Update Aug. 24

Globally the total number of outages observed across all three categories during the week Aug. 17-23 increased by 21% compared to the week prior, rising from 245 to 296. This increase in the U.S. rose from 90 to 106 an increase of 18% from the week prior.

ISP outages worldwide rose from 166 to 214 and from 72 to 80 in the U.S.

Public cloud network outages dropped worldwide from 28 to 27, and stayed the same in the U.S. at four.

Collaboration app network outages rose from zero to two globally, but remained at zero in the U.S.

ThousandEyes flagged three notable outages during the week.

Just after 8 a.m. EDT on Aug. 18, Spotify suffered an outage that prevented users from streaming songs from the service. The outage lasted just over an hour and would play songs for a few seconds, then pause and return an error. The outage is believed to be assosicated with an expired TLS certificate. Click here for an explanation on the impact of certificate expiration.

About 11:30 p.m. EDT on Aug. 17, Equinix suffered a power outage to a colocation center in Docklands, London. About 2 a.m. the failure of an output static switch from a UPS system triggered a fire alarm, resulting in loss of power for multiple customers. At 3:50 a.m. services started to be restored and were fully restored by 4:50 p.m. EDT. Affected customers included BT, Sky, Virgin Media, Giganet, Epsilon, SiPalto, EX Networks, Fast2Host, ICUK.net, and Evoke Telecom.

About 10:50 p.m. PDT on Aug. 19 Cogent Networks suffered a 36-minute outage affecting U.S. users’ access to Microsoft networks and associated services, as well as CDN content for services such as TikTok and ESPN. The outage affected nodes across the U.S. and apparently resulted from a configuration adjustment. A second outage two hours later at 11:26 p.m. PDT lasted 24 minutes and likely was connected to the first outage’s configuration adjustment. It affected users in the U.S., Asia-Pacific and Europe, Mid-East and Africa. Click here for an interactive view of the outages.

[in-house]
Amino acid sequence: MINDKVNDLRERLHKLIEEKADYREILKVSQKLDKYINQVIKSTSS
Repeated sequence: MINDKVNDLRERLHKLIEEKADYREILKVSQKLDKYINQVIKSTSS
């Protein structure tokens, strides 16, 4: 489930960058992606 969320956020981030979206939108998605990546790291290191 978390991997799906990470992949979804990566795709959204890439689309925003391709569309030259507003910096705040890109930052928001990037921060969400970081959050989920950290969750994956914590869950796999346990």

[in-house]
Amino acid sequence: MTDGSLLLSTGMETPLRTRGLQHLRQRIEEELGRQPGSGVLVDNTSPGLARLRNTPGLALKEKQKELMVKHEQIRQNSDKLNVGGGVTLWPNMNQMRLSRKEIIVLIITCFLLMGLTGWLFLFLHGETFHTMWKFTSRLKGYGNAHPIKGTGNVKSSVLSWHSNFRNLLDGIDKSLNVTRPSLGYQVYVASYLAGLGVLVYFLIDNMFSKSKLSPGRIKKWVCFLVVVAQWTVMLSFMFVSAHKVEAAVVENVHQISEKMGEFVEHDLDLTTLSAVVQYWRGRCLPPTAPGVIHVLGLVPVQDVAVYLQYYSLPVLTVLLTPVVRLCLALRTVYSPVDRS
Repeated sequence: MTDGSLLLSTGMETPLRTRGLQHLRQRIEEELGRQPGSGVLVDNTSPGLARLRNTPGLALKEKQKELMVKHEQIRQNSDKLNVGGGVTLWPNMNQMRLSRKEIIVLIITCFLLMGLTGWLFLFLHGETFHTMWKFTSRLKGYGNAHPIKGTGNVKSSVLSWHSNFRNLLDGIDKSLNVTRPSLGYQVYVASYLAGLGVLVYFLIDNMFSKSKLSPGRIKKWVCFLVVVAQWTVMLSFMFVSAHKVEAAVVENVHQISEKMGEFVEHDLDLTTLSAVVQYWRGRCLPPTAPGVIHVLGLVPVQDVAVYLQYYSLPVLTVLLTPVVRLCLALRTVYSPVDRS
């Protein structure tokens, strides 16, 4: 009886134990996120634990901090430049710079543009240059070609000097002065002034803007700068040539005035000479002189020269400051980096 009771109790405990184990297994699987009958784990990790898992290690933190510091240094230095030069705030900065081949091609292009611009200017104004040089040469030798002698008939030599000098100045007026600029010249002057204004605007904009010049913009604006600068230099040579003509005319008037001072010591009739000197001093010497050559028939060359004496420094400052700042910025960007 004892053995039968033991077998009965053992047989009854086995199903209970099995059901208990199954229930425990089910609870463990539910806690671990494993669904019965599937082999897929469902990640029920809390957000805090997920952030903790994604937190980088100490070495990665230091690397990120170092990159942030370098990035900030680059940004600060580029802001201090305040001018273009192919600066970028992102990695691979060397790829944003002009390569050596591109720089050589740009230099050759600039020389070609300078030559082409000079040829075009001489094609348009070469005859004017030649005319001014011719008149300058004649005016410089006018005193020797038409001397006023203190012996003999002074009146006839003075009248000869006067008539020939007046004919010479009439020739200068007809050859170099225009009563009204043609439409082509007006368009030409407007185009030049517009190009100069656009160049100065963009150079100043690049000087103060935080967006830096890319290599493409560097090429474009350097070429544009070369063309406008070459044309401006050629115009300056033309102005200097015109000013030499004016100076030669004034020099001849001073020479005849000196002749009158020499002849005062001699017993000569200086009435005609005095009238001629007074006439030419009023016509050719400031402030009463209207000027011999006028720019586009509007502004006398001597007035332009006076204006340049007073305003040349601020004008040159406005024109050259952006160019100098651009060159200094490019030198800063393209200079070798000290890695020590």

Update Aug. 17

Global outages across all three categories fell between the weeks of Aug. 3-9 and Aug. 10-16 from 294 to 245 (-17%) and in the U.S. from 123 to 90 (-27%).

ISP outages dropped worldwide from 227 to 166 and from 109 to 72 in the U.S.

Public cloud outages worldwide fell from 30 to 28 and from five to four in the U.S.

Collaboration app network outages worldwide remained at 0 for the second week in a row.

Cogent Networks suffered a notable outage at about 10:30 p.m. EDT on Aug. 13 that lasted about 40 minutes and affected its Atlanta, Ga., network. It affected access to Microsoft networks and associated services, such as Sharepoint, Office, Azure services and hosting, and appeared to be located in the Cogent data center in Atlanta. Based on the affected interfaces and nodes it appears it was a result of configuration adjustments rather than a control-plane issue.

Separately, BT incurrd an outage on its European backbone about 7:30 p.m. EDT affecting customers and partners in the U.K., U.S., Sweden, and Germany. The outage came in three four-minute intervals spanning 25 minutes, indicatingan automated restoration process and likely was for maintenance. The outage cleared at 7:55 p.m. EDT.

Update Aug. 10

Globally, there were no collaboration app network provider outages observed this week. In the U.S., this is the second consecutive week of zero outages.

Overall the number of outages in all three categories increased from 248 to 294, the highest tally since late April. In the US the total was up from 99 to 123.

ISP outages globally increase from 181 to 227. In the U.S. the increase was from 88 to 109.

Cloud-provider outages worldwide rose from 18 to 30, and in the U.S. increased from three to five.

Collaboration app network outages dropped from 1 to 0. U.S. outages remained at 0.